Stanciu Book Explores Opioid Misuse
by Hal Gray
GREENSBORO – Former Woodbury librarian Brett Stanciu explains in her 2021 book “Unstitched”how she sought to educate herself on opioid misuse. Her presentation about her book on June 21, at the Greensboro Free Library revealed her quest resulted not only from the desire to learn about the after-hours intruder in her library, but also about her own struggle earlier with alcoholism.
The book is an exploration of addiction and how to deal with it. She interviews many people, including people in recovery and medical professionals we know at the Hardwick Area Health Center like Shauna Shepard and Katie Whitaker. Stanciu relates her growing understanding of addiction as a disease and not simply bad behavior. She describes “medication-assisted treatment” (MAT) as a way to taper people off of narcotics while also seeking to address the “whole person” with job training and counseling.
MAT is a piece of Vermont’s harm reduction approach and involves doing everything possible to keep an addict alive today until they accept more intensive treatment later.
The book describes Stanciu’s interview of Hardwick police chief Aaron Cochran, who described how someone suffering from a sports injury can get a prescription for pain pills that hooks him on opioids, which leads him to black market purchases. When this supply is cut off, the demand switches to heroin. The chief noted that three state highways in or near Hardwick lead to a lot of questionable visitors from out of town.
In an interview of then-U.S. Attorney for Vermont, Christine Nolan, Stanciu was told being an addict isn’t a crime, it’s what people do to maintain their habit that may be illegal. Nolan told her that the more we understand addiction, the better we’ll be able to deal with it. Nolan also said dealers can drive an hour north up I-91 from Massachusetts and double their money.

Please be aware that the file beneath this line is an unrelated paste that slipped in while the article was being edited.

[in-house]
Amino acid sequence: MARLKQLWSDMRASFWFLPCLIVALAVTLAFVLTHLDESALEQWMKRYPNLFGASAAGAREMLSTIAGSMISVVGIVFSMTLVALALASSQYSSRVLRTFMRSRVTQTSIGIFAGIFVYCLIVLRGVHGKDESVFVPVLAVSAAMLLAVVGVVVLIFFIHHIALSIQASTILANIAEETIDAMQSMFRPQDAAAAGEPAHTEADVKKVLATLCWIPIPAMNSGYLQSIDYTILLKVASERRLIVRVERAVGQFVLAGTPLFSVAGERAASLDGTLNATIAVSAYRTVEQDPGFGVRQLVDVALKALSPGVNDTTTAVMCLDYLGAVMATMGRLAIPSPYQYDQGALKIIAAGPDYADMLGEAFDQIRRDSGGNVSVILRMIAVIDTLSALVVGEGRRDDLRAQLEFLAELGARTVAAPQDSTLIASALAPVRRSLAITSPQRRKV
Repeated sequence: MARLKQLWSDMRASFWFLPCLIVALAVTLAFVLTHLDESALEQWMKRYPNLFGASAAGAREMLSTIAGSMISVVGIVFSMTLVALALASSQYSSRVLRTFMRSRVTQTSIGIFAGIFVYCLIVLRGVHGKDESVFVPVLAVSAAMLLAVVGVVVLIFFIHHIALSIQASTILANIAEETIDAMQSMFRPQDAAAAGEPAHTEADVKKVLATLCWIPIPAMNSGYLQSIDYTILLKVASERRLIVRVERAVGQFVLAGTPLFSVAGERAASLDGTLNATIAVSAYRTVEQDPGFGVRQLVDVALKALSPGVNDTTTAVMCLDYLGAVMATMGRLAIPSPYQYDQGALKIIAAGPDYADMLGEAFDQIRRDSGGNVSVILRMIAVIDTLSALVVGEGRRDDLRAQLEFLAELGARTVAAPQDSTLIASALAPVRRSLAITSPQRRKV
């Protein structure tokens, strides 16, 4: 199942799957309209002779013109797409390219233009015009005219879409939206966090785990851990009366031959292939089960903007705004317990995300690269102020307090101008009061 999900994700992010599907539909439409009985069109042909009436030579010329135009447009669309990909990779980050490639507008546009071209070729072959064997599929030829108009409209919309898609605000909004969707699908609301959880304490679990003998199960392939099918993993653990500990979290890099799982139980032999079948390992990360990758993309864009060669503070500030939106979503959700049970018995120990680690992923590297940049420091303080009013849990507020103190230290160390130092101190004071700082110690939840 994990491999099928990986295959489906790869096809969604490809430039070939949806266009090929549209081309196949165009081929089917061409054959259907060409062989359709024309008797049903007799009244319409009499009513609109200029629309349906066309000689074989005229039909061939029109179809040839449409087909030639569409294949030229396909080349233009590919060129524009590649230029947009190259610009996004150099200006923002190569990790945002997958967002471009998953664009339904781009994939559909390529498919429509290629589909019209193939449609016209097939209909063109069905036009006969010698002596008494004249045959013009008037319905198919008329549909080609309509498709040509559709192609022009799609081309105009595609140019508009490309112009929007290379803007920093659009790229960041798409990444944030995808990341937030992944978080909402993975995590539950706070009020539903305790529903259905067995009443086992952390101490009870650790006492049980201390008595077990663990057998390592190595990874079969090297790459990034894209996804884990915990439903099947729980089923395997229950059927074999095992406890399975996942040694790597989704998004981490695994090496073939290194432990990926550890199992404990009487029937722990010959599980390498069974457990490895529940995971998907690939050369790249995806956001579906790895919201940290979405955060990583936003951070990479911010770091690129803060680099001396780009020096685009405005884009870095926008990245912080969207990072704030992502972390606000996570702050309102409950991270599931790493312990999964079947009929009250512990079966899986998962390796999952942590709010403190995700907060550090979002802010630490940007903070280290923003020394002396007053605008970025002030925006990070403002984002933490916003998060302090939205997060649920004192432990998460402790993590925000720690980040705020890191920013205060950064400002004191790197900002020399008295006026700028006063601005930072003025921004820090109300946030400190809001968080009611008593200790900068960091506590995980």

During Stanciu’s interview of Sam McDowell, who was years into sobriety after abusing opioids, he related that many people assume addiction “always has sinister roots, like childhood trauma, mental illness, or overprescribed opioids” for pain. But Sam said drugs were just fun for him. He left college because of his habit and became a drug dealer so he could fund his addiction. He wonders if he would have gotten clean without the threat of prison. Sam said that people who want to get clean have only three outcomes — get clean, go to prison, or die.
Stanciu writes about the difficulty of recovery: that it has no end, no peaceful place of respite, but requires living day by day in a flawed world. She ended up getting a different job, walking out of a marriage, selling her house and moving to another town.
Asked at her library presentation what she would do differently about the library intruder she passed by years ago without acknowledging, Stanciu said now she would go up to him, i.e., relate to him as a complex person who might benefit from human interest and compassion. This led to a discussion of how our society hasn’t really constructively addressed mental illness.
Despite the awkward theme of the book, it is always interesting to read about people and places with whom and with which one is familiar. Stanciu is now Greensboro’s treasurer and zoning administrator, as well as an ex-officio member of the development review board and non-voting member of the planning commission.